We leveraged open data feeds via a unified application programming interface (API), which allows the aggregation and integration of data from different sources and in different formats. Historically, data from different modes of transportation was shared in different formats and structures. Unifying the data means we can access integrated information quickly, though it is important to note that TfL still owns the data.
With this data, we challenged tech app startups to develop new ways to make our roads safer and smarter during roadworks. Over a 10-week period in 2019, TfL’s team fielded proposals for the RoadLab programme to cut congestion. After nine trials, we selected and scaled two products: samdesk.io, artificial intelligence (AI) software that uses anonymized social media data to detect emerging disruptions, and Immense, which uses simulation technology that models roadworks to understand their impact on the capital’s road network before they take place.
RoadLab 2.0, launched in November 2022, focuses on improving portable traffic signals to reduce congestion. It also looks for ways in which TfL can better use data on walking and cycling to optimize the planning of roadworks. Four in five bus delays in London are attributed to roadworks for construction and utilities work, so this really matters to our customers. We are currently assessing the proposals for solutions.
Early adoption of the Emerging Technology Charter was crucial to the success of our public-private cooperation. This set of practical and ethical guidelines, set up by Theo Blackwell, London’s chief digital officer, serves as a first-step stress test for the trialing and deployment of any proposal. By filtering all potential collaborators’ plans through the charter, we make sure that only those that meet our standards are considered for testing any new technology in our city. As Theo explains, “TfL’s Open Data Initiative has truly transformed the way that Londoners navigate our great city.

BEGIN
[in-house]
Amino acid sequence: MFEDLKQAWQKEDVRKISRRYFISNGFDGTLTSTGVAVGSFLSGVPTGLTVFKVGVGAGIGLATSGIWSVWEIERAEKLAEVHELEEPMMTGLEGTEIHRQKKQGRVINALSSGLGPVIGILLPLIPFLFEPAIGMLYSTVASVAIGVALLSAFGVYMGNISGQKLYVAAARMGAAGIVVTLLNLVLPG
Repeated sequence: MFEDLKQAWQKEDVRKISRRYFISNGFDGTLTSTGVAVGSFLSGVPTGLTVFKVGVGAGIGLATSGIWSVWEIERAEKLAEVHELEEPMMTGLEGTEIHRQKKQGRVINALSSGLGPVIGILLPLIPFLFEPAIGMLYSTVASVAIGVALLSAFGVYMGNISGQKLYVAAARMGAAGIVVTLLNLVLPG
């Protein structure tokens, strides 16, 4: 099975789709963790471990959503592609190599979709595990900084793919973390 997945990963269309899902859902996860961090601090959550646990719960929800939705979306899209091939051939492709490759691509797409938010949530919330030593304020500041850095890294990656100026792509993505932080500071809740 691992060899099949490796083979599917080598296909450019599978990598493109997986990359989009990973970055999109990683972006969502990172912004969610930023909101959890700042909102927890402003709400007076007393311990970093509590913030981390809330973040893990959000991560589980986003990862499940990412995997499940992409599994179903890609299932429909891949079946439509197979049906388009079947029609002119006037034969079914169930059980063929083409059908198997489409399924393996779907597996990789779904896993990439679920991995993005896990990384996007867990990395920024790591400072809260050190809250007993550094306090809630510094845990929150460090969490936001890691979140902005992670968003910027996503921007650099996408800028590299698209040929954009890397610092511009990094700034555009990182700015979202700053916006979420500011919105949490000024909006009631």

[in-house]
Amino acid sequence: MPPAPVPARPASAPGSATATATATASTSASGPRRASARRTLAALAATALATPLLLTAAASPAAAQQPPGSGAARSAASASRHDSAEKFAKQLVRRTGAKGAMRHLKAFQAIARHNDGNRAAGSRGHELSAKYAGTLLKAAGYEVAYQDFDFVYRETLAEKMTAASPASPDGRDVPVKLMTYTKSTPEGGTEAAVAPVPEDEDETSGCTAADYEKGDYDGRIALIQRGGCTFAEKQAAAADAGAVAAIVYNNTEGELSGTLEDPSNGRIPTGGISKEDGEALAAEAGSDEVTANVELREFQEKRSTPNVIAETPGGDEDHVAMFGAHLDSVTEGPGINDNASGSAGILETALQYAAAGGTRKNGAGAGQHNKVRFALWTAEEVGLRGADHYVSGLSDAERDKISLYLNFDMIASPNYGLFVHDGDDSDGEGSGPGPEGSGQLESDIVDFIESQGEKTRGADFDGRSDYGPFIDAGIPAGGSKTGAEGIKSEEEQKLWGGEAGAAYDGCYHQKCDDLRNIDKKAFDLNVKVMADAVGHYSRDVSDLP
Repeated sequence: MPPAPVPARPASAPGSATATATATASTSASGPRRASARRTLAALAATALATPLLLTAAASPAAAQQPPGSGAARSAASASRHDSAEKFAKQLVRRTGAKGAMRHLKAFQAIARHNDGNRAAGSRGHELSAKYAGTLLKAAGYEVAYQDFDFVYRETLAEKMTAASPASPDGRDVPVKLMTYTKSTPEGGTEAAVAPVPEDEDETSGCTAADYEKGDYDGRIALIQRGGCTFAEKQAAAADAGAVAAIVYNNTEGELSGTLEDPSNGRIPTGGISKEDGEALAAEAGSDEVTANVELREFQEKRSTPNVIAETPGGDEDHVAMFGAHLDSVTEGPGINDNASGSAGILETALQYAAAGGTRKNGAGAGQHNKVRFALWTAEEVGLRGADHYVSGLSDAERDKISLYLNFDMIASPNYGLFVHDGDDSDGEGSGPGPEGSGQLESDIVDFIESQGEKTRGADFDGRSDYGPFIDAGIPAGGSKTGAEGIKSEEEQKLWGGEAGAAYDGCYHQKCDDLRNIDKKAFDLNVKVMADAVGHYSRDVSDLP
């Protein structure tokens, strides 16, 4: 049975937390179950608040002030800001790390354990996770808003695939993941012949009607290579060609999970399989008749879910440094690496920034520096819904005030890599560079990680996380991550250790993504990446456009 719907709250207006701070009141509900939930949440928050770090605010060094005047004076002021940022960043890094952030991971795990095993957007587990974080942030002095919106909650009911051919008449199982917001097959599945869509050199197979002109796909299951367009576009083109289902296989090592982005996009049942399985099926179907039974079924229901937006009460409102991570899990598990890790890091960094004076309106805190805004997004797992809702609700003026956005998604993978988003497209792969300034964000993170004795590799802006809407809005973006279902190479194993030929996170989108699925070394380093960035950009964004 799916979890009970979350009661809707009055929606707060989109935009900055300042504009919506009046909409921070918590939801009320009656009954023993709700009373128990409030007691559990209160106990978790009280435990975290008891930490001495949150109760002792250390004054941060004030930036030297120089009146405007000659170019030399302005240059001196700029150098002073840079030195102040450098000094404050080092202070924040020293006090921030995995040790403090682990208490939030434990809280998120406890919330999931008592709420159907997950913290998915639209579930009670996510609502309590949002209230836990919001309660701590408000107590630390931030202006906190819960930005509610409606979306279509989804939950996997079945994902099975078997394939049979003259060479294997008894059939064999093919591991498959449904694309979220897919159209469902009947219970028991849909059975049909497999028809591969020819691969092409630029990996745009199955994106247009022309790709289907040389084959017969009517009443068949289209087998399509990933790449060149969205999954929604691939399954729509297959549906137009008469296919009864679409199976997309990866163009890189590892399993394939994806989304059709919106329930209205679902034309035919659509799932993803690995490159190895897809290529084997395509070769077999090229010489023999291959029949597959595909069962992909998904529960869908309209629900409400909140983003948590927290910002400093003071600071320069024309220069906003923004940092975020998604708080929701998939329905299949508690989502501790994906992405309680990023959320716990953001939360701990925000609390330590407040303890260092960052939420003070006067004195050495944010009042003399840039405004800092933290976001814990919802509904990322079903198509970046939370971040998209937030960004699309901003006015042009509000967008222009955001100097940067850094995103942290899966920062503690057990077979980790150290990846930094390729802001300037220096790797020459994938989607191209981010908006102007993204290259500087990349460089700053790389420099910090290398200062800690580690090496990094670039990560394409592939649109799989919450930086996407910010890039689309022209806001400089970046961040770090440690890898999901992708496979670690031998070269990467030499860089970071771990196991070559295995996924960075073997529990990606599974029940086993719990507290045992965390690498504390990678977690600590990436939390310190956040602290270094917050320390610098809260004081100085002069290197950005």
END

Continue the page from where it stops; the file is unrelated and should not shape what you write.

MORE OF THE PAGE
“Making our data more accessible has enabled private sector partners to develop apps and other digital resources which make it easier for Londoners and visitors to plan their journeys and get real-time transport and road updates.
“Through this innovative approach to our digital transformation, we have made our transport network far more efficient and are helping to build a better, greener, more prosperous London for all.”
Around the world, cities invest time and money in developing better services at a faster and more cost-effective rate for their citizens. City transport networks are data-rich, but often the data is locked into proprietary systems operated by different parts of the organization, and public sector leaders often find it difficult to get value from the data. To work backwards from citizen need, make sure that your organization has access to your own data. For TfL, putting our data on a unified platform allowed our potential collaborators to use it for innovation, but TfL still owned it. In order to harness rapidly changing technology to create new value, here are the mission-critical aspects to keep top of mind: